Post-lockdown: Canada aims to wean people from aid and get them working again

OTTAWA (Reuters) - Canada is preparing to dial back emergency income support for people laid off due to COVID-19 in favor of more traditional unemployment benefits and will shift resources to a wage subsidy program that encourage employers to rehire staff.

FILE PHOTO: Trucks traverse the Ambassador Bridge, a main trade route linking Canada and the United States, as coronavirus disease (COVID-19) restrictions remain in place in Windsor, Ontario, Canada July 5, 2020. REUTERS/Carlos Osorio

The income support, paid to individuals, has done its job and the focus must now shift to getting people back to work by making better uses of the wage subsidy program, which is paid to businesses, Finance Minister Bill Morneau said this week.

He promoted the shift after saying Canada would post a historic C$343.2 billion ($252.6 billion) deficit this year.

But Morneau’s job will be tricky. COVID-19 cases are increasing more slowly, but there is a heightened risk of a second wave as the economy reopens. Furthermore, the shift must ensure that people do not end up worse off than they were during the lockdown phase.

For example, the emergency support had few restrictions and most people were eligible, while traditional unemployment criteria are more stringent.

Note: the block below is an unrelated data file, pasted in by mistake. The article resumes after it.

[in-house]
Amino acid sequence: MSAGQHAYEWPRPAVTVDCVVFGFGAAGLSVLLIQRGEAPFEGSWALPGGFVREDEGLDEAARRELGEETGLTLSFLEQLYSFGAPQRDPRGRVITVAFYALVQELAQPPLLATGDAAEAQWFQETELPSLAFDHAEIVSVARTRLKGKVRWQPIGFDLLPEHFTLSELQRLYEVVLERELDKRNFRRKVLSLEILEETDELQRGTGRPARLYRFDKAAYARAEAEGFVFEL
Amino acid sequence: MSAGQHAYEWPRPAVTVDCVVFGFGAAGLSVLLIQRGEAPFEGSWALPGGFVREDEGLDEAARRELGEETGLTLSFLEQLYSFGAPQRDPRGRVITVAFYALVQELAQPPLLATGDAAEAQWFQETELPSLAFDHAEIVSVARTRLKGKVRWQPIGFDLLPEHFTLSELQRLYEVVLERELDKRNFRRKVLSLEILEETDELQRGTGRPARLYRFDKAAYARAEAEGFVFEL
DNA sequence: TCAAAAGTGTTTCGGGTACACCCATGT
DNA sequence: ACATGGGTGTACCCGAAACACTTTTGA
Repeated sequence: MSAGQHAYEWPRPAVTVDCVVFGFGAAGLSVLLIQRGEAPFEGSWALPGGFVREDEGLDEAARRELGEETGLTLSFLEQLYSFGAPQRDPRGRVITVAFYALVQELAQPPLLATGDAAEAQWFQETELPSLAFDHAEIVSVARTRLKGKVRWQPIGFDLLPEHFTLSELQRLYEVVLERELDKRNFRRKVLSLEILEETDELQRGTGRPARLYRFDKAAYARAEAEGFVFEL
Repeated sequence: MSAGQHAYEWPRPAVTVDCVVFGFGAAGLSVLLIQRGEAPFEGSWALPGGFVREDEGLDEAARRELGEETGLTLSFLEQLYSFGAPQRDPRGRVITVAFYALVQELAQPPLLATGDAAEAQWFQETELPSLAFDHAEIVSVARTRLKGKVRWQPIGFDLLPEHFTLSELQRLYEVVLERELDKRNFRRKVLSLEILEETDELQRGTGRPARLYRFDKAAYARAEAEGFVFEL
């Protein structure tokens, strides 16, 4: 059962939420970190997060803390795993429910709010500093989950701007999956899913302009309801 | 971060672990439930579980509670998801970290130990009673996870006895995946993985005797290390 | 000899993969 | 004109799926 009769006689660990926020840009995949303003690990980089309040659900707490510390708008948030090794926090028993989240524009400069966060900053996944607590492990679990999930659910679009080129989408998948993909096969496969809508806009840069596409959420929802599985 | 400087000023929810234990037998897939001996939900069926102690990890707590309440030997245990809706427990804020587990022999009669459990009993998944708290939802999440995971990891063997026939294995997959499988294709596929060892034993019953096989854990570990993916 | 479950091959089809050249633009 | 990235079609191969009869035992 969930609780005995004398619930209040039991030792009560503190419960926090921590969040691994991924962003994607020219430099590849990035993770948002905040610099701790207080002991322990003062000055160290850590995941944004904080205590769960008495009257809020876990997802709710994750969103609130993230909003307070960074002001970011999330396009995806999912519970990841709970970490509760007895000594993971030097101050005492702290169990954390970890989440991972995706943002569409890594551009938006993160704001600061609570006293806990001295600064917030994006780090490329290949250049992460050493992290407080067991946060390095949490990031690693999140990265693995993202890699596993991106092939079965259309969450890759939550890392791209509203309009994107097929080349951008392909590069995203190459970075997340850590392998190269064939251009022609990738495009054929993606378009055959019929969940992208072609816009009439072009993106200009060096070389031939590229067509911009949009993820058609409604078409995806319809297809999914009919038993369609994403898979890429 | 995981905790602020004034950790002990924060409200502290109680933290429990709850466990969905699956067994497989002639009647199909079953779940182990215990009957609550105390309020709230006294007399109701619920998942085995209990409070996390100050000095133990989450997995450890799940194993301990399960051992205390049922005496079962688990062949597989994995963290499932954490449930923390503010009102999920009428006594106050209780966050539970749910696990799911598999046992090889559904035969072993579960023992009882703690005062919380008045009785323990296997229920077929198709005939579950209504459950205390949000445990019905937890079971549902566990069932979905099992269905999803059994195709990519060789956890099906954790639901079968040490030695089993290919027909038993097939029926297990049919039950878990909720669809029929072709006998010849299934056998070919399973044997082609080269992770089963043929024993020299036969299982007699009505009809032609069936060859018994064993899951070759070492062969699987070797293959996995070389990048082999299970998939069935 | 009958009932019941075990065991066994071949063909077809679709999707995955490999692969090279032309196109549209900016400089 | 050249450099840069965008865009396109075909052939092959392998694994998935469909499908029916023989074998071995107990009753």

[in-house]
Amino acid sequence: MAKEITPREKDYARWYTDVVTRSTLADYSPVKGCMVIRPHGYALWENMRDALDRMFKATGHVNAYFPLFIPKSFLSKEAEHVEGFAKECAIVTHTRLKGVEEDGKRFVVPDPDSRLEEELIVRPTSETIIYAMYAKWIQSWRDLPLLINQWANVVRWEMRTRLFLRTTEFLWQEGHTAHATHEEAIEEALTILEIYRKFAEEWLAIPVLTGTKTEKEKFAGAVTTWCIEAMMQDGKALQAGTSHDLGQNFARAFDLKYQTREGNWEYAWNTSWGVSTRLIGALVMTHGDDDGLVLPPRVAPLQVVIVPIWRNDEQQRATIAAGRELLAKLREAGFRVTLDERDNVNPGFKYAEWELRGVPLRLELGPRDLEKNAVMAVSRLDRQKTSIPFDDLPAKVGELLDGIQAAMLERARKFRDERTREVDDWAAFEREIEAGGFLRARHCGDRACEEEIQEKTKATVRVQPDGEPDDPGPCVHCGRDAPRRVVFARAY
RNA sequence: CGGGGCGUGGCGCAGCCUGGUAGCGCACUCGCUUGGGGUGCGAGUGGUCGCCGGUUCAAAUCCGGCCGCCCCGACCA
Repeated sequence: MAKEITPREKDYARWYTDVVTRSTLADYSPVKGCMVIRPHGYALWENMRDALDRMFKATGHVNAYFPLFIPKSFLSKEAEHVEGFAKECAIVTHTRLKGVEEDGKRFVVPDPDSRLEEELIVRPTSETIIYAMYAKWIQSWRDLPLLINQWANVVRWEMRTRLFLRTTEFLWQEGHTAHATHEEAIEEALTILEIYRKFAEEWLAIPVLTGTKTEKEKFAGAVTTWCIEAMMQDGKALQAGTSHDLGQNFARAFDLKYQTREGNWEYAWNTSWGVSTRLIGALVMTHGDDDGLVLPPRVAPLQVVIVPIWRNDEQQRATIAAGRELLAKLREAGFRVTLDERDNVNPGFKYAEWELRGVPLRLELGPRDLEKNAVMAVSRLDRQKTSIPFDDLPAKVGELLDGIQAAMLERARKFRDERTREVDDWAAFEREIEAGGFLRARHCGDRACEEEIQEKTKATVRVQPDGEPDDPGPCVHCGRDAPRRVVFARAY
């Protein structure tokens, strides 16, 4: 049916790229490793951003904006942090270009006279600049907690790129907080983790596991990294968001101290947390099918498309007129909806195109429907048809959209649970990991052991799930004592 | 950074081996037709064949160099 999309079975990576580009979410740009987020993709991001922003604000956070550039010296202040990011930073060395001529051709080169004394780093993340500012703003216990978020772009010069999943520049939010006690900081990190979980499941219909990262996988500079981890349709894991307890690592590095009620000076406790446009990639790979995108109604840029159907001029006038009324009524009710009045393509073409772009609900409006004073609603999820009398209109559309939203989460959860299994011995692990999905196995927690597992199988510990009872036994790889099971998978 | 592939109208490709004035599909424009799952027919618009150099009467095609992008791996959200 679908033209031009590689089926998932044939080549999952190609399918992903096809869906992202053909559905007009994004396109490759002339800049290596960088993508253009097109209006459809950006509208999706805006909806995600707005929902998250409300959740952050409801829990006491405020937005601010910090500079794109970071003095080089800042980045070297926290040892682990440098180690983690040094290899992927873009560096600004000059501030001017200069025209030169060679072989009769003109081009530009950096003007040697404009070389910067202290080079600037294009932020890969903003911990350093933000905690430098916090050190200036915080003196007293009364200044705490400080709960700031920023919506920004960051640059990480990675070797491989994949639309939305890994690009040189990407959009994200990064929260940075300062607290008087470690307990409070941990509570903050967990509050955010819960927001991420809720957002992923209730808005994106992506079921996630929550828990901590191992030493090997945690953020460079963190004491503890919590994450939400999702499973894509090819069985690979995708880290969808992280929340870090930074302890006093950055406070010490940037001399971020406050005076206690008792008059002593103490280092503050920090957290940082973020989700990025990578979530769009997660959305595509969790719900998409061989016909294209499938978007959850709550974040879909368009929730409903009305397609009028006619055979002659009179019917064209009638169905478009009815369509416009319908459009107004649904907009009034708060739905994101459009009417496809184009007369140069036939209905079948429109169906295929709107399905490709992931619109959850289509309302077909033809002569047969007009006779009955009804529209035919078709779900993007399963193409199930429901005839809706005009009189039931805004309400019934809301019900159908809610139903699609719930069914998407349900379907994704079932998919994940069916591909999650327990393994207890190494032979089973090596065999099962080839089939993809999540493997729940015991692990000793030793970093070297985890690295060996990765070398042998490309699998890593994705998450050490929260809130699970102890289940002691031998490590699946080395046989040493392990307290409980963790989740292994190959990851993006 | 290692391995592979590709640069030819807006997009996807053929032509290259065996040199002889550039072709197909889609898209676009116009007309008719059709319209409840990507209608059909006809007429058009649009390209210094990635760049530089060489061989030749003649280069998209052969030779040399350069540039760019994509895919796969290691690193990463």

So far, some 8 million people have received as much as C$2,000 ($1,472) per month in emergency cash, but the program expires at the end of August.

“It’s going to be critical for the economy, one way or the other, that we transition Canadians off the (income support) and onto the wage subsidy,” said Colin Guldimann, an economist at the Royal Bank of Canada.

Analysts expect Friday’s job data to show 700,000 new jobs in June, following nearly 300,000 gains in May. But the unemployment rate is seen at 12%, not far below the May record of 13.7%.

Under the wage subsidy program, the federal government gives qualifying businesses 75% of employees’ wages. But critics of the program say the current requirement to have posted a 30% revenue loss is too onerous and may prevent businesses from fully reopening for fear they will lose access to it.

“They have to build into the system a little bit more flexibility for all employers, so if they’re on the program and they have these ups and downs (in revenue), they don’t lose access to the program,” said Hassan Yussuff, Canadian Labor Congress president.

The changes are coming, and they will make the program more flexible for employers and aim to stimulate hiring even as uncertainty remains due to COVID-19, Morneau said.

The government on Wednesday set aside C$82.3 billion for the wage subsidy program, some C$64 billion more than it has paid out. By contrast, the income support has cost C$53.5 billion so far, and only an additional C$20 billion has been earmarked for this year.

“The original idea of these programs was to minimize the damage,” said Royce Mendes, senior economist at CIBC Capital Markets. “The new goal is to promote recovery... For that to happen, the government would like to see people get back to work.”

Reporting by Julie Gordon and Kelsey Johnson; Editing by Steve Scherer and Dan Grebler